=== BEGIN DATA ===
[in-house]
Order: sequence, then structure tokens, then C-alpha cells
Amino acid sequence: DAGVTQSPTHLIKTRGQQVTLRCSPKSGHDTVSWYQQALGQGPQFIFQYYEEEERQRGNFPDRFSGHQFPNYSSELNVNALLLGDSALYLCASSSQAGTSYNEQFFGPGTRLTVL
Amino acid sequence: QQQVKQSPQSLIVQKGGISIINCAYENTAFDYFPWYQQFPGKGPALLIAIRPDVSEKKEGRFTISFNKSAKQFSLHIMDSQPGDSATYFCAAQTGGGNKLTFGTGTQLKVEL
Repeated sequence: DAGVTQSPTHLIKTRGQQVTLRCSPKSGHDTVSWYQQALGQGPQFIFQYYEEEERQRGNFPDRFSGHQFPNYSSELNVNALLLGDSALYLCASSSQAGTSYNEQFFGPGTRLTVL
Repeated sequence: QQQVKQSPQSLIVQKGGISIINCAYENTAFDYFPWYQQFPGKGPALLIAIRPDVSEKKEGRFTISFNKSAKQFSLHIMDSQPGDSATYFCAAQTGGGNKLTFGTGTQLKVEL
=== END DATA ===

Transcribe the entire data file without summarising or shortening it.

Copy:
[in-house]
Order: sequence, then structure tokens, then C-alpha cells
Amino acid sequence: DAGVTQSPTHLIKTRGQQVTLRCSPKSGHDTVSWYQQALGQGPQFIFQYYEEEERQRGNFPDRFSGHQFPNYSSELNVNALLLGDSALYLCASSSQAGTSYNEQFFGPGTRLTVL
Amino acid sequence: QQQVKQSPQSLIVQKGGISIINCAYENTAFDYFPWYQQFPGKGPALLIAIRPDVSEKKEGRFTISFNKSAKQFSLHIMDSQPGDSATYFCAAQTGGGNKLTFGTGTQLKVEL
Repeated sequence: DAGVTQSPTHLIKTRGQQVTLRCSPKSGHDTVSWYQQALGQGPQFIFQYYEEEERQRGNFPDRFSGHQFPNYSSELNVNALLLGDSALYLCASSSQAGTSYNEQFFGPGTRLTVL
Repeated sequence: QQQVKQSPQSLIVQKGGISIINCAYENTAFDYFPWYQQFPGKGPALLIAIRPDVSEKKEGRFTISFNKSAKQFSLHIMDSQPGDSATYFCAAQTGGGNKLTFGTGTQLKVEL